With a unanimous vote Monday night, West Hollywood’s City Council denied an appeal of the Planning Commission’s approval of a condominium project on Sweetzer Avenue.
Resident Patrick Earnest, who filed the appeal, argued that the 99-year-old, single-story house currently on the lot at 1257 Sweetzer Ave., just south of Fountain, is historic, something the Planning Commission failed to take into consideration when it approved the project. However, the Council disagreed, ruling it wasn’t historic.
In January 2019, the Planning Commission unanimously supported plans to construct a four-story, 14-unit condominium project with subterranean parking at 1257 Sweetzer. The project will include one unit for a low-income resident and one unit for a moderate-income resident. It also includes a distinctive wave-like metal sculpture covering the front center of the building.
The Planning Commission’s approval included the demolition of two buildings that currently sit on the lot, neither of them currently occupied. The single-story cottage in front was constructed in 1920 while the two-story rear duplex over a garage was constructed in 1937.
Patrick Earnest argued that the cottage is the last example of the typical single-family homes that were originally built on lots in that area in the 1910s. He noted that the houses in this area were distinctly different from those a mile away in the town of Sherman (the original name for what is now the western portion of West Hollywood).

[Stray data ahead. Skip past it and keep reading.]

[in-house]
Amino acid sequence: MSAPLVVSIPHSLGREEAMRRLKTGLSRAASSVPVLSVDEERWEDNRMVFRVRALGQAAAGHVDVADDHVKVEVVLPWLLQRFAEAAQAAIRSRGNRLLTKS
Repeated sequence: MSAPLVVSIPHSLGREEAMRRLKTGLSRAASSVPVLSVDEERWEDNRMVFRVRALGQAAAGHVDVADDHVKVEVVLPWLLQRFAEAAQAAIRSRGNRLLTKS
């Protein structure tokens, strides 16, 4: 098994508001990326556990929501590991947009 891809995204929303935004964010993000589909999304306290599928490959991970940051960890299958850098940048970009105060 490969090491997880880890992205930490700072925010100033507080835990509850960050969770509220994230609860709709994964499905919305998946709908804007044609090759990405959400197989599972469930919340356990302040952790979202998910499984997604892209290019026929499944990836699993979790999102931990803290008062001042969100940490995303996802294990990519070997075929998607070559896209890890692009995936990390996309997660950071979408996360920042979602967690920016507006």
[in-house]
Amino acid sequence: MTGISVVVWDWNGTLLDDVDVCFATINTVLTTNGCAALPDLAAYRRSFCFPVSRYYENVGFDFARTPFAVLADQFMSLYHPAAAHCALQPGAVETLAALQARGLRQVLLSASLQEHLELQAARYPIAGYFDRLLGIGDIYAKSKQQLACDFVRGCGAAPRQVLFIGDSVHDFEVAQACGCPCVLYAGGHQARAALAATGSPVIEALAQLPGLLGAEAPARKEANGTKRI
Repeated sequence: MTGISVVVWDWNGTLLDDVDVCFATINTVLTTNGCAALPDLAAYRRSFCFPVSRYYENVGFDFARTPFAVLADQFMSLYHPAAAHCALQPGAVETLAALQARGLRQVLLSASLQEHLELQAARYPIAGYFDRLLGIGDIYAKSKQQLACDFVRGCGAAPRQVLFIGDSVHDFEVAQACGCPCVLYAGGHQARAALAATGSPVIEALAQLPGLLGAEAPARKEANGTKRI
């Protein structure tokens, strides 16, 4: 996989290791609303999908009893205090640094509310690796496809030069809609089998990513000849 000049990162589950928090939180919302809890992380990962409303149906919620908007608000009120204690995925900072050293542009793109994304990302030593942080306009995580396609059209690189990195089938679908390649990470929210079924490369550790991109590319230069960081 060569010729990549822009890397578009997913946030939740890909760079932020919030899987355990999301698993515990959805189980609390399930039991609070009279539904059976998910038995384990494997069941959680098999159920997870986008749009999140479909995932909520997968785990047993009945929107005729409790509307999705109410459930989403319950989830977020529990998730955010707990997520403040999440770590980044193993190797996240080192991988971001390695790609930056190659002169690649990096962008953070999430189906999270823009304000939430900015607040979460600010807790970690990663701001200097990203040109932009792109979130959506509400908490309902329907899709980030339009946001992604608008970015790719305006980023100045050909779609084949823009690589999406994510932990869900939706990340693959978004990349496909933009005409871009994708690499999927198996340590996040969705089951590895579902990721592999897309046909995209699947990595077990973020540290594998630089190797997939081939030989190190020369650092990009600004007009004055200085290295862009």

“The early history of the neighborhood will be destroyed forever [by the demolition],” Earnest told the Council.
Earnest contended that entire approval process was flawed. He said the analysis required under the California Environmental Quality Act (CEQA) should have considered the cultural and historic significance of the house and offered a preservation alternative
However, the city maintains that three different historic analysis, including one by Sherman Oaks-based Chattel Inc., the city’s historic preservation consultants, found nothing historic about the house.
Ernest also argued that the Planning Commissioners were led to believe that prior to the project coming before them, the city’s Historic Preservation Commission considered the house and denied it a cultural designation. However the house never went before HPC.
The West Hollywood Preservation Alliance (WHPA) supported Earnest’s appeal, saying the cottage adds to the eclectic nature of Sweetzer Avenue. “[The cottage] still stands intact nearly a century later, a fine example of the city’s rapidly disappearing architectural and cultural history which merits preservation,” WHPA wrote in a statement.
Of the ten people speaking during public comment, only three people supported the appeal. The rest were in favor of the new project and the increased housing it will bring the city. One speaker called the cottage a “matchstick house” because it was a firetrap, while another speaker termed it an “unremarkable house.”
The Council spent minimal time discussing the matter, quickly agreeing that it was not historic.
Councilmember John Duran said there was no evidence to support a historic claim.
Councilmember John Heilman emphasized that three historic experts all said it lacked integrity to be considered culturally significant and that was all the evidence he needed.
Meanwhile, Councilmember Lauren Meister said the cottage should have gone before HPC, but nonetheless voted against the appeal.